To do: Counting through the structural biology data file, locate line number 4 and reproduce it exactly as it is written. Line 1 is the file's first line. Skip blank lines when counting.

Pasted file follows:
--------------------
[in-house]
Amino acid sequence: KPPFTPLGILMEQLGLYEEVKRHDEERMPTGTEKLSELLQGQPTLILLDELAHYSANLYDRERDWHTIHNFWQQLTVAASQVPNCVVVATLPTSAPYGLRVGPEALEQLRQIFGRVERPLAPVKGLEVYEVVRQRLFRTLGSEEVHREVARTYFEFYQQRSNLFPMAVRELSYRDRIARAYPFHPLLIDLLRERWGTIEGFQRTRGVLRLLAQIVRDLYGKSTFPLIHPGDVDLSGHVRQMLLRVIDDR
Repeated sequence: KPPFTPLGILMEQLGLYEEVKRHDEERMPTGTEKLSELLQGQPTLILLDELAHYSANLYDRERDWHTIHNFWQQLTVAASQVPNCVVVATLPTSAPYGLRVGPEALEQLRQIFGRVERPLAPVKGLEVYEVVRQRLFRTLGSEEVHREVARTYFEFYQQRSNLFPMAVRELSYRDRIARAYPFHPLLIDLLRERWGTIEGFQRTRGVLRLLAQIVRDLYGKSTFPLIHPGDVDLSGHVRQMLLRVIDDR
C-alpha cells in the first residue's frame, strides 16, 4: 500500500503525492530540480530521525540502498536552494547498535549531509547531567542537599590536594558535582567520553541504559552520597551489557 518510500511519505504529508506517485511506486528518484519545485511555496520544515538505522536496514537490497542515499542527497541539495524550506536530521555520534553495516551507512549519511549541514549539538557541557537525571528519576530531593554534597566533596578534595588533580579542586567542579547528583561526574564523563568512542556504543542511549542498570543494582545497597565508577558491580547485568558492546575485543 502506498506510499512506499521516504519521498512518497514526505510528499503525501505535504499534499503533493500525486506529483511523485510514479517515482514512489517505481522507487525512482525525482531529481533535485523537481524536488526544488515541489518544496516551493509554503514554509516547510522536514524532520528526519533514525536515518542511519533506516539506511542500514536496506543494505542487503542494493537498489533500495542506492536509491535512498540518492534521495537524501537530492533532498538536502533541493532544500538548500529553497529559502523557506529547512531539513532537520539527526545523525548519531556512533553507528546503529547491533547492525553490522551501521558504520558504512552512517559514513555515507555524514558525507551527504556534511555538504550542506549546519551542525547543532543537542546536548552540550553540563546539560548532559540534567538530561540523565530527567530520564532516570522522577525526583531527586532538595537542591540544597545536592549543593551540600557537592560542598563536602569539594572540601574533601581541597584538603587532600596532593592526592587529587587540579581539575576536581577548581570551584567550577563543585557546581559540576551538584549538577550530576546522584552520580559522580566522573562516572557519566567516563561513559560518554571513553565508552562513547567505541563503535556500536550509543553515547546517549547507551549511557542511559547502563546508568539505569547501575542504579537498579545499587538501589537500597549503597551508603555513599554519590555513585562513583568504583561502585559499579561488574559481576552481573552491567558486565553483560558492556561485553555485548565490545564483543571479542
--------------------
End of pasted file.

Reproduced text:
C-alpha cells in the first residue's frame, strides 16, 4: 500500500503525492530540480530521525540502498536552494547498535549531509547531567542537599590536594558535582567520553541504559552520597551489557 518510500511519505504529508506517485511506486528518484519545485511555496520544515538505522536496514537490497542515499542527497541539495524550506536530521555520534553495516551507512549519511549541514549539538557541557537525571528519576530531593554534597566533596578534595588533580579542586567542579547528583561526574564523563568512542556504543542511549542498570543494582545497597565508577558491580547485568558492546575485543 502506498506510499512506499521516504519521498512518497514526505510528499503525501505535504499534499503533493500525486506529483511523485510514479517515482514512489517505481522507487525512482525525482531529481533535485523537481524536488526544488515541489518544496516551493509554503514554509516547510522536514524532520528526519533514525536515518542511519533506516539506511542500514536496506543494505542487503542494493537498489533500495542506492536509491535512498540518492534521495537524501537530492533532498538536502533541493532544500538548500529553497529559502523557506529547512531539513532537520539527526545523525548519531556512533553507528546503529547491533547492525553490522551501521558504520558504512552512517559514513555515507555524514558525507551527504556534511555538504550542506549546519551542525547543532543537542546536548552540550553540563546539560548532559540534567538530561540523565530527567530520564532516570522522577525526583531527586532538595537542591540544597545536592549543593551540600557537592560542598563536602569539594572540601574533601581541597584538603587532600596532593592526592587529587587540579581539575576536581577548581570551584567550577563543585557546581559540576551538584549538577550530576546522584552520580559522580566522573562516572557519566567516563561513559560518554571513553565508552562513547567505541563503535556500536550509543553515547546517549547507551549511557542511559547502563546508568539505569547501575542504579537498579545499587538501589537500597549503597551508603555513599554519590555513585562513583568504583561502585559499579561488574559481576552481573552491567558486565553483560558492556561485553555485548565490545564483543571479542